|Newspaper Title||The Maitland Weekly Mercury (NSW : 1892-1931)|
|Trove Title||The Gold Seekers|
THE GOLD SEEKERS.
CHAPTER XVIII (continued).
Tlicre was no better luck on the morrow in spite of Beausire's fervent wish for its arrival. Nor, indeed, did the nest day or the nest bring tliem any nearer to the longed-for wealth. It was some weeks before they ever saw gold at all.
In tlie meanwhile, Ivor found his life very hard to bear without the certain hope of winning Gweii. He had written to her from Castlemaine — after having decided not to cable her — a long account of his shipwreck and sub sequent rescue. He had said that he was afraid that he must bo destined to be dogged by ill-luck, since he could not even get an opportunity of trying to make that fortune for which he was so eagerly anxious. There was a tone not so much of compliant as of sadness in the letter, which made Gwen's eyes fill with tcais when she read it. It also made her determine on a step of which she had been thinking ever since her father died. Some sis months previously Mr. Llewellyn had gone quietly to his grave, and had left Gwen mistress of Glanwythian and about a thousand pounds or so a year. Ivor's silence had at first surprised her, and had then annoyed her. It was not kind of him. There was no misunderstanding between them. In their inmost heart each knew that they loved the other, but modesty, forbade Gwen from openly acknowledging the fact to Ivor, .and Ivor's poverty — quite wrongly— made him think that he had no light to bind her by a promise of marriage. In fact, so long as Mr. Llewellyn should live, at least, it would be merely absurd to suggest anything of the sort, for they were both quite impecunious. This was tho real state of matters. Ivor, despite tho fancied coldness of Gwen's last letter — fancies which always trouble a lover's heart and serve to keep him ardent — could not '*-- bring himself to believe altogether that Gwen did not love him. He was sufficiently well aware of his ov/n deficiencies to think that if Gwen were to consent to marry him, it would be an act of condescension on her part, and i yet they were surely mado for each other. ' In three months, at any rate, ho could hope for an answer from her, and then he should know his fate ; for during these long months of silence she would have been able definitely to make up her mind. So Ivor toiled on, and by the end of three months no letter had come, and Ivor and Beausire found that it was all they could do to keep body and soul together.
? \ CHAPTER XIX. THE VERGE OP STARVATION. The two partners had worked on uncom plainingly side by* side' for more than four months and were at thoir wits' end. They had no money left, and had found no gold at all for a fortnight. Their stock of provisions was at an exceedingly low ebb, -and their clothes were worn out and torn. It was a Sunday morning, and Ivor, as usual, was going to walk in to Yaughan to see if any letter bad arrived for him. ' Will you come, Beausire ?' 'No, thanks, old chap. I don't care -much to parade our failure more than necessary by appearing in these rags. I shall sit under the trees, and smoke until you come back. Back about four, I suppose ?' 'Yes, I suppose so,' said Ivor, going as he said it into the tent and wrapping up a sand wich — consisting of two thick slices of stale . bread, with a slab of cold salt pork in between — for his dinner. They did not talk much in these days. During the day thoy worked stolidly on, with that fierce, impetuous eagerness which only those know who are fighting against despair. Ivor walked in to Vaughan and, asked in his nsual way for letters — as usual, nor expecting -any. Gne, edged deeply with black and addressed in Gwen's well-known writing, was handed to him. Ivor knew what news it contained before he tore open the envelope. He was almost half way back to tho camp, when he sat down on the trunk of an uprooted tree and opened the letter. It was very short. She would havo written before, but Ivor's letter had arrived when she was in the midst of business resultant on her father's death. His longed and tried illness\ i had worn hor out, and she thought of going j v abroad. Tho letter ended thus : i I thought that you had forgotten me; bnt your | letter showed me that you were not to blame. I % hardly know whether to be more glad atyour escape i or Borry for your disaster. You seem to be destined i to bad luck. 4 Ivor sighed deeply as he folded tho letter '?% and put it into liis coat-pocket. ;'] ' ' Yon seemed destined to bad luck,' ' he te repeated to himself. ? ' Gwen has exactly hit nH it. I am destined to bad luck.' \ ',-tf He sat for quite an hour on the log, f and ate his far from tempting dinner in a pensive manner. Then, he lit his pipe and strolled slowly back towards the camp. Gwenjyas not yet married, that was quite certain, nor, indeed, could she be thinking of ? marrying jnst yet, for she announced her in * j V tontion of going abroad. To- Ivor's obscured mental vision the fact kG* father's death had placed a still wider ( gulf ihan_ previously between them. Gwen was an heireBB now, and ho — well, not very , far removed from being a pauper. '/..?.-j ? ? ''?'4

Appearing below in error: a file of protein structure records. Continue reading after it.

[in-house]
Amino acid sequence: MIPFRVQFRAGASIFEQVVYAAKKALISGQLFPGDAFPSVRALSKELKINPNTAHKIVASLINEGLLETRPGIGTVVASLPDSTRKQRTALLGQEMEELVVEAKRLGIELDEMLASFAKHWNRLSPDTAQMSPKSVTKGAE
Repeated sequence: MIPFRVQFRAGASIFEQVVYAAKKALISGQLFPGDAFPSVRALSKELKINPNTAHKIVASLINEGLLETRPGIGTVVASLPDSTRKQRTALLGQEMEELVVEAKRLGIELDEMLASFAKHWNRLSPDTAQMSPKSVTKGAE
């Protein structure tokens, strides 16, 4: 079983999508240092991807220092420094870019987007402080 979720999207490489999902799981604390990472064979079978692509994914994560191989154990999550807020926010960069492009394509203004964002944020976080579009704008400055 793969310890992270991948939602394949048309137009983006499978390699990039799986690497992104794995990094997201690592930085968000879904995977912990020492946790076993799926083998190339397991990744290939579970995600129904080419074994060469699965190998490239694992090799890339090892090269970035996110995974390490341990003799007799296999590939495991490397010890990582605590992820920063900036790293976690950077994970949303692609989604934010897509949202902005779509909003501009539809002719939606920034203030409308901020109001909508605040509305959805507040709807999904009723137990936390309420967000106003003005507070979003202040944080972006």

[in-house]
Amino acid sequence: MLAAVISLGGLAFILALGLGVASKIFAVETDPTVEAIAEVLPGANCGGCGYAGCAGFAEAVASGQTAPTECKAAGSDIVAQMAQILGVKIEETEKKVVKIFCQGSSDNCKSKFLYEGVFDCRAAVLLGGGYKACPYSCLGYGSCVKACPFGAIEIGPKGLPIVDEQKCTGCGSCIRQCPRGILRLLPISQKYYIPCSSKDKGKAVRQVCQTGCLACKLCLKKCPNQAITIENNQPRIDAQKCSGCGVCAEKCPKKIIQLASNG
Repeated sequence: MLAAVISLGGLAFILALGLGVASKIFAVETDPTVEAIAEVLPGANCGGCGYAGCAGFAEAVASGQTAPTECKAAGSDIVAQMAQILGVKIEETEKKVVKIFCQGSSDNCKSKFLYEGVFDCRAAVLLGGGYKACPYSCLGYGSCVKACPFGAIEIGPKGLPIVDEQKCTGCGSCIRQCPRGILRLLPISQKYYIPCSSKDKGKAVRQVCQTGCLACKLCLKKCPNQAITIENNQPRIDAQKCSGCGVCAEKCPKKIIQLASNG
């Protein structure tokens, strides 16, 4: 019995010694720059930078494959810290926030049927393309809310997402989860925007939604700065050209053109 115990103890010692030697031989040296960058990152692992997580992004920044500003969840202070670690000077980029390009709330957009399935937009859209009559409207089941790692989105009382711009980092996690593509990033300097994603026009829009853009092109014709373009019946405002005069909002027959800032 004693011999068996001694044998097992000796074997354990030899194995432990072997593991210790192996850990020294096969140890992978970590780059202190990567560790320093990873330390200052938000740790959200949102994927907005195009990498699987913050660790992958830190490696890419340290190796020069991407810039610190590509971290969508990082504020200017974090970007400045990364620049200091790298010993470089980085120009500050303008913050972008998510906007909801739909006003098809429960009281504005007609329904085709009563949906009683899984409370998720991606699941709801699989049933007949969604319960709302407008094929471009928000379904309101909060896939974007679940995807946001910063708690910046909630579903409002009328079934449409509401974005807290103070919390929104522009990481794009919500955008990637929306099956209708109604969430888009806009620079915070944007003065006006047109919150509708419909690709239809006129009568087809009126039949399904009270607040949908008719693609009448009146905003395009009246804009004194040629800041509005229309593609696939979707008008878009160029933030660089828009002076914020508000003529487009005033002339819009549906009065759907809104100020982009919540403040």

' Beausiro saw when Ivor approached the 1 camp, that something had happened, bnt was well-bred, enough to allow Ivor to tell his own story if ho wished. j They were more than usually silent after their never- varying supper of tea and damper. At last Beausire lose from tho ground on which ho was reclining and knocked ftlie 'doddle' out of his pipe, and, putting his hand on Ivor's shoulder, said :